Cat No.: CA0061:
This CD is a compilation of four books. The main thing they have in common, and the reason why they are published here as a collection, is that they are all good sources of concise information about the People, Places and Dates which are significant in the (immigrant influenced) history of Canada up to the beginning of the 1900’s:
• The Hand Book of Canadian Dates by F. A. McCord
• Alphabet of First Things in Canada by George Johnson
• The Canadian Almanac, and Repository of Useful Knowledge for the year 1864
• Almanac of ye olde time British Whig for ye year anno domini 1903
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No. of CDs is: 1 ; Format is: PDF ; Searchable?: YES;
FastFind: Yes; ISBN No.: 978-1-897405-07-9 ;
The Hand Book of Canadian Dates by F. A. McCord: was published in 1888. Mr McCord styles himself an Assistant Law Clerk in the Canadian House of Commons and we can presume that he compiled this handy source of information as a result of information searches conducted in pursuit of his important work. His ready access to the Parliamentary library would, of course, ideally place him for this research. In the 1894 Civil Service list (CA0030) we find him listed as THE Law Clerk of the “Law and Translation Branch” of the House of Commons. Other information given was that he first joined the Civil Service in 1884 and that he was born on 29 August 1856, making him about 32 when this book was published.
Alphabet of First Things in Canada by George Johnson: was first published in 1889 but then re-published in 1890 in a greatly expanded and improved edition. It is this second edition that is reproduced here. The author provides the best description of the contents by explaining his motives: “Having often found myself compelled to verify a date, or to search for the sources of a movement which in the course of years had become of importance, I began, some years ago, to jot down any statement of first things in Canada that I met in my readings. … The more readily to find what I wanted, I arranged the collection in alphabetical order.”
A well annotated source of hundreds of significant events in Canada’s past.
The Canadian Almanac, and Repository of Useful Knowledge for the year 1864: was published in Toronto but does not follow the normal almanac convention of limiting its interest to just its own local. Of course it begins with a calendar of the subject year giving: Diurnal, Celestial, Civil and Ecclesiastical data for every day as appropriate. But this only accounts for 15 of this 100 plus page collection of facts and figures. Subjects range far and wide from meteorological statistics over a range of years through lists of important civic information such as: The name of - and postmaster of - every post office in Canada, The names of the judiciary and the parliaments of every province as well as those of the Dominion, The names of many professional institutions and schools (including the names of their officers), The names of all the clergy (all denominations) and, The name of every Masonic lodge and its officers. Then add in pages of Public Accounts and Imports and Exports for both the provinces and the Dominion as well as a selection of interesting period advertisements. Leaving the best to last there is a fold out Map of the area of Upper Canada which we call Eastern Ontario, ranging from the Canada East / West border across to Kingston. It shows both counties and townships in addition to all the recognized town and villages of 1864.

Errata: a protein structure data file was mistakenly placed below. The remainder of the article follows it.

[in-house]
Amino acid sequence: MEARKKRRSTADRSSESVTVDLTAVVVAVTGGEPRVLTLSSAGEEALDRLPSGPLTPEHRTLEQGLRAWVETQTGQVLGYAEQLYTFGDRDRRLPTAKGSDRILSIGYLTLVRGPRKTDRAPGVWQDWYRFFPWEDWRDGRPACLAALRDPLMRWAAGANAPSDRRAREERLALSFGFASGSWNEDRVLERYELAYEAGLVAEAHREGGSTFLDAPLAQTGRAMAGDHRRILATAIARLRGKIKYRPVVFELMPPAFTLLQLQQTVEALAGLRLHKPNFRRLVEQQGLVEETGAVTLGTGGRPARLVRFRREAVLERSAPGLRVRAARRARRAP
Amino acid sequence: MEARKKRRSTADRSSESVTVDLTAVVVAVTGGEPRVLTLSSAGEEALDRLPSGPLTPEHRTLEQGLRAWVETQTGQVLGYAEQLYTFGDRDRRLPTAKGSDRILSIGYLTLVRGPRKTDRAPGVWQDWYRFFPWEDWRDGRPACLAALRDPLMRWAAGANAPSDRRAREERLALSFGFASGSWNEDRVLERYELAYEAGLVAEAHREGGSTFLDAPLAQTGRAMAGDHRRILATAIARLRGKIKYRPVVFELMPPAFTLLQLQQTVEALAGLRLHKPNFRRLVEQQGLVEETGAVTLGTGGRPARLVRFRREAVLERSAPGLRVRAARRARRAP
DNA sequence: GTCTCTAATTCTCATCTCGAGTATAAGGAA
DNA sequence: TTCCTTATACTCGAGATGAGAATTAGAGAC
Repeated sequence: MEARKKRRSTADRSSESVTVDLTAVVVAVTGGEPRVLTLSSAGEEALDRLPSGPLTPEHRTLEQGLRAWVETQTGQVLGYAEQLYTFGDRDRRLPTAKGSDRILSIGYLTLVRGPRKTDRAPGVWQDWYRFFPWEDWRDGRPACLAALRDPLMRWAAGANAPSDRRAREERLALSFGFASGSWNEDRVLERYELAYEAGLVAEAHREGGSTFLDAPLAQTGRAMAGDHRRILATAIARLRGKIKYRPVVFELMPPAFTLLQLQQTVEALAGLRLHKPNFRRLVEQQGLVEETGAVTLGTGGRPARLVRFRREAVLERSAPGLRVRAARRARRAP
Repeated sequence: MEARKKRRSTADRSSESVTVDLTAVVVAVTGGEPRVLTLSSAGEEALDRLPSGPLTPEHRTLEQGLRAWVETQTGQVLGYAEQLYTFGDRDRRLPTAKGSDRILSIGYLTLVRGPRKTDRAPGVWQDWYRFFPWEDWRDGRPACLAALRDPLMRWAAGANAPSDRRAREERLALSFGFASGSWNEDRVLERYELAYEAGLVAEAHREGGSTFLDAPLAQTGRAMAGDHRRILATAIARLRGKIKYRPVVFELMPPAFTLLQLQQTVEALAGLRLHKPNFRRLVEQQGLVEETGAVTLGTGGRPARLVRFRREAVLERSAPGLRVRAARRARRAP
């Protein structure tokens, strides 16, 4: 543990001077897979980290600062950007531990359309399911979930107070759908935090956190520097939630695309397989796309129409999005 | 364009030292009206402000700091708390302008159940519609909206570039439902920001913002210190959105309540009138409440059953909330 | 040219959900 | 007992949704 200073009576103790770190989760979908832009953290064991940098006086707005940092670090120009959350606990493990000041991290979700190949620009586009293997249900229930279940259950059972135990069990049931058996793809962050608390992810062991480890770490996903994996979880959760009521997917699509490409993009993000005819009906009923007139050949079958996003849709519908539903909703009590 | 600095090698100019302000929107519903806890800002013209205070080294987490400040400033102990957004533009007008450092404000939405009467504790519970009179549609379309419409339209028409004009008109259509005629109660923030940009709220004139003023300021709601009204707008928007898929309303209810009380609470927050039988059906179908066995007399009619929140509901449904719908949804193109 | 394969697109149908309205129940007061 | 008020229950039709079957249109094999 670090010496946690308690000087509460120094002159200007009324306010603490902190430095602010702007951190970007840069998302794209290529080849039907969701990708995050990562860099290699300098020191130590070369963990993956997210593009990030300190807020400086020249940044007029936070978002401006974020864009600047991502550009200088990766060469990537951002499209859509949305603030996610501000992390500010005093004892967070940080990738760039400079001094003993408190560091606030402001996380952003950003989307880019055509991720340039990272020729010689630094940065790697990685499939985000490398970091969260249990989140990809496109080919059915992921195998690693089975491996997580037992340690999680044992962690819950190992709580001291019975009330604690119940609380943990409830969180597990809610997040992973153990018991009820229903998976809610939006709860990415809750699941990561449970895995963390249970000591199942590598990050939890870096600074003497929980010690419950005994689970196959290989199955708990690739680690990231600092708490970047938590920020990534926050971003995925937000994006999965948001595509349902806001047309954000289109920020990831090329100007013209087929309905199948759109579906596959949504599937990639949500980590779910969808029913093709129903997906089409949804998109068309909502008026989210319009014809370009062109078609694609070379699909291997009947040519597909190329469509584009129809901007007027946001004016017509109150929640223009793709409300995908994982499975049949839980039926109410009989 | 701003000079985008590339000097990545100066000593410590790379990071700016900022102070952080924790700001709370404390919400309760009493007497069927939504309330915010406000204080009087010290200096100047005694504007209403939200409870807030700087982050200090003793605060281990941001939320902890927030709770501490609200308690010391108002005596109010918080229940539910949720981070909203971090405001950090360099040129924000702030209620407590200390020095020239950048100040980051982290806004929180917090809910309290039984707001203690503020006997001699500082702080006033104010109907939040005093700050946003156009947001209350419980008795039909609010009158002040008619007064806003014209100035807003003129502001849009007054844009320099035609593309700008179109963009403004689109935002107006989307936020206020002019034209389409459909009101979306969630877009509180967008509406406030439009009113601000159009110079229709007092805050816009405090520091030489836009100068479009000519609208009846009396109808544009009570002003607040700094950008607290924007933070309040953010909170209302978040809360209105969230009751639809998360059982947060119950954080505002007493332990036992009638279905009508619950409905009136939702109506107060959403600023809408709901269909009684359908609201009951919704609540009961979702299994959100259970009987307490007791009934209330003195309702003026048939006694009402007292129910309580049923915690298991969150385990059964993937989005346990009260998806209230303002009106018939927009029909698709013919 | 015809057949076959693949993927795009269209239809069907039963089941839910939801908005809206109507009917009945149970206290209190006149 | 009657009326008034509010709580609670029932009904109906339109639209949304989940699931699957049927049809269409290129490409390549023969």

Altogether this unusual Almanac is just a “bomb” of historical details defining Canada up to 1864.
Almanac of ye olde time British Whig for ye year anno domini 1903 (being ye seventieth year of aforesaid delectable newspaper in ye ancient and good old burg styled Kingston, Ontario) Despite this rather clumsy attempt at humor in titling this is an almanac which opens a glimpse on life and the social “mores” of this period. Its reason for inclusion in this collection is that it also contains a 5 page listing of “Historical Events,” the latter part of which rounds out the listing of historic events in Canada in the 19th century.